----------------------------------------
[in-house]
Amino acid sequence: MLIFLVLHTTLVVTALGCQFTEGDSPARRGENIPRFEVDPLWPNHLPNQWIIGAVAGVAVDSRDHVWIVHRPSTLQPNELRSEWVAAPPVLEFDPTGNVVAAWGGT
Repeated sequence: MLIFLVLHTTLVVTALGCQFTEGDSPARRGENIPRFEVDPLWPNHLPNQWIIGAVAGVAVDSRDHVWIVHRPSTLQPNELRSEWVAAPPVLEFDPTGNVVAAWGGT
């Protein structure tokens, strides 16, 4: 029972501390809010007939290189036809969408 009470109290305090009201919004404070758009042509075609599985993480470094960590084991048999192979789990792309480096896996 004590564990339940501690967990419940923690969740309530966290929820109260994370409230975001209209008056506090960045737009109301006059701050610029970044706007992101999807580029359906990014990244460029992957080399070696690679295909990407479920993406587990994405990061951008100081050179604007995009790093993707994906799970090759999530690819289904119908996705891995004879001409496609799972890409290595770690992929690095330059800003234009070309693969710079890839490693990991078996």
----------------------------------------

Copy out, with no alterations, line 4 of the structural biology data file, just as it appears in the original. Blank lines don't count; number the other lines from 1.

């Protein structure tokens, strides 16, 4: 029972501390809010007939290189036809969408 009470109290305090009201919004404070758009042509075609599985993480470094960590084991048999192979789990792309480096896996 004590564990339940501690967990419940923690969740309530966290929820109260994370409230975001209209008056506090960045737009109301006059701050610029970044706007992101999807580029359906990014990244460029992957080399070696690679295909990407479920993406587990994405990061951008100081050179604007995009790093993707994906799970090759999530690819289904119908996705891995004879001409496609799972890409290595770690992929690095330059800003234009070309693969710079890839490693990991078996």